“Live and in person” Advent devotion for December 24, 2020. Read Luke 2:8-20 and Psalm 23.
And when [the shepherds] saw it, they made known the saying that had been told them concerning this child. And all who heard it wondered at what the shepherds told them.
And the shepherds returned, glorifying and praising God for all they had heard and seen, as it had been told them. (Luke 2:17-18, 20)
Who doesn’t love to tell the Christmas story? With little nativity figures in hand we act out the story to our children. We teach them to act it out in Sunday School programs. We sing about it in choir cantatas. We make movies about it. We love to hear Linus recite the story in A Charlie Brown Christmas. It just never gets old.
After seeing and hearing the angel, and after seeing Mary and Joseph and the baby lying in a manger, the shepherds had a story to tell. And everyone was in wonder when they talked about what happened that night in Bethlehem. I’ll bet it never got old for them, either!
Luke tells us that all who heard it wondered about the shepherd’s story. Did people believe them? Or were they amazed at such a contrived story? It does seem rather fantastical.
But on the other hand, as I mentioned in a previous devotion, Luke took great pains to compile his gospel. He wanted to get the facts straight, so that Theophilus could know for sure about the Christ (Luke 1:3-4). I wonder if he somehow he found and talked to those shepherds. Wouldn’t that have been a great interview? I’d have so many questions. What time of night was it? How bright were the angels? Exactly where did you find the manger and the baby? What were Mary and Joseph like? I could go on and on.
Families accumulate so many stories about Christmas. We love to talk about trips to celebrate Christmas with family. We love to talk about traditions that have been handed down from one generation to another. We fondly remember giving and receiving certain gifts (some good, some bad!) We talk about putting toys together late at night and children waking up way too early in the morning. We recall both blizzards and balmy Christmases.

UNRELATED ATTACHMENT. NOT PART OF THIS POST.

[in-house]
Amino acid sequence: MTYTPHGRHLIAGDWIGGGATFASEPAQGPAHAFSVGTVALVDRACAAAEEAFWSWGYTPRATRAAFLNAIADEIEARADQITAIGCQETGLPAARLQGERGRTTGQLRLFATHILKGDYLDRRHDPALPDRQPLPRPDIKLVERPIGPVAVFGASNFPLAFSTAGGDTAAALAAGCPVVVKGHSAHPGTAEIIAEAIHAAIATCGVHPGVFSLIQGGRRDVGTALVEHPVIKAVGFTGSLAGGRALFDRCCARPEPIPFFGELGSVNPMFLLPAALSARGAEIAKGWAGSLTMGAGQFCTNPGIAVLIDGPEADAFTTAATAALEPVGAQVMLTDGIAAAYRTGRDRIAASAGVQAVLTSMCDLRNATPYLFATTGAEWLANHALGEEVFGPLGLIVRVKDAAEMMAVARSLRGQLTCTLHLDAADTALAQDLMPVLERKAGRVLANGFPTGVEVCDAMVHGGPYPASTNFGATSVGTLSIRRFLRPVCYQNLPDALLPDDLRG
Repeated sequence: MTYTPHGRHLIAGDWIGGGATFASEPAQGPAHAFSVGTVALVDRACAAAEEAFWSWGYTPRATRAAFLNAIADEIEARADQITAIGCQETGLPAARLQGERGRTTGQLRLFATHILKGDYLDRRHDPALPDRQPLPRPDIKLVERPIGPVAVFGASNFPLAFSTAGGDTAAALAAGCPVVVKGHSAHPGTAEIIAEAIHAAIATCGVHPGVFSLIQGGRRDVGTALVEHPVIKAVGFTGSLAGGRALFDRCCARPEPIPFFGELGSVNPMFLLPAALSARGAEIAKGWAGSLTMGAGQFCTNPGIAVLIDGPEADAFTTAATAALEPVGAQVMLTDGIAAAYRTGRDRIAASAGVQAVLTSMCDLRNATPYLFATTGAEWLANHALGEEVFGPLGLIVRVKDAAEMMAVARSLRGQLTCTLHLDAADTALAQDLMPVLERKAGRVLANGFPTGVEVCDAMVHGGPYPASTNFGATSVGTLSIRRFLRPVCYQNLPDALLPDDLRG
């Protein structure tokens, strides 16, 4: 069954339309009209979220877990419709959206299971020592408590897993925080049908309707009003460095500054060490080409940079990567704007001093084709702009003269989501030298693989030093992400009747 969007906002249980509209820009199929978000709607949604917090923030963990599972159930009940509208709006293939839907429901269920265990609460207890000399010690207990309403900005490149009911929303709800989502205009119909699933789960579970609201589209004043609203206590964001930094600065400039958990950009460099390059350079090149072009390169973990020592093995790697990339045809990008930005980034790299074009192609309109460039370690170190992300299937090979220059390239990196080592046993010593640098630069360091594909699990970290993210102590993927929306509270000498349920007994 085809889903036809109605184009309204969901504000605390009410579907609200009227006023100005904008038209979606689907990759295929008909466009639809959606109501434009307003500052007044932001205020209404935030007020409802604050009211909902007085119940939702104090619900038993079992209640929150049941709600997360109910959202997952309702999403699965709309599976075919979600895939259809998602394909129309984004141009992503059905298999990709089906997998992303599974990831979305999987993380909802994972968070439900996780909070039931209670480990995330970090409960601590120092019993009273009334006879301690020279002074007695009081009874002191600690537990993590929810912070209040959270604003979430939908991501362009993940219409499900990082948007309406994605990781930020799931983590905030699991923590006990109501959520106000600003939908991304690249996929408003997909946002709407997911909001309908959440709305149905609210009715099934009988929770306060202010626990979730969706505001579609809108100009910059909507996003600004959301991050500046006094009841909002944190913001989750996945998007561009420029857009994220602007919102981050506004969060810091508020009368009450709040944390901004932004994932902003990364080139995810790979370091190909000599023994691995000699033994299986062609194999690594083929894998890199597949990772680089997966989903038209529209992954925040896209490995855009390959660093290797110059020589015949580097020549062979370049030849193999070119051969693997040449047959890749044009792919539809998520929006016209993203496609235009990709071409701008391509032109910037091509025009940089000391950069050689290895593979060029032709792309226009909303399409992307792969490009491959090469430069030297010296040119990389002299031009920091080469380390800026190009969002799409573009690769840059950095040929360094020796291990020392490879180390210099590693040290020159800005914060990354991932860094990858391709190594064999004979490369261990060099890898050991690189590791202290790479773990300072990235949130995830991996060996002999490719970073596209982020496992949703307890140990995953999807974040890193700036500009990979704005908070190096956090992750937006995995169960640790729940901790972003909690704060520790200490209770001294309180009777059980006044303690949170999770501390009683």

On Christmas Eve, I get to stand in the center of the congregation and read about Christ’s birth, the appearance of the angels and the reports of the shepherds. I have the honor of reading the one account everyone has come to hear and no one ever gets tired of hearing. I believe there is just as much wonder in that moment as there was when the shepherds let everyone know about their night!
Thank you, Lord, for such a compelling account of your birth! Amen.
“Live and in person” Advent devotion for December 23, 2020. Read Luke 2:10-14 and Psalm 9.
And this will be a sign for you: you will find a baby wrapped in swaddling cloths and lying in a manger.” And suddenly there was with the angel a multitude of the heavenly host praising God and saying,
“Glory to God in the highest, and on earth peace among those with whom he is pleased!” (Luke 2:12-14)
When Isaiah had his vision of the Lord in his throne room, there were angels flying around, praising him. When John has his visions in Revelation, there are myriads of angels around the throne, praising the Lamb (Rev. 5:11,12). After Jesus was tempted in the wilderness, angels were there to minister to him (Mark 1:12). When the mob came to arrest Jesus in the Garden of Gethsemane, he told them he could easily summon twelve legions of angels to help him (Matthew 26:53). In fact, there was one there in the garden to strengthen him through his agonizing prayers (Luke 22:43). So it makes perfect sense for angels to show up when Mary gives birth to her firstborn in Bethlehem and laid him in a manger. Of course they were there. The angels are part of Jesus’ entourage or security detail. They might not always be in sight. But that night they were, and their praise was in high gear!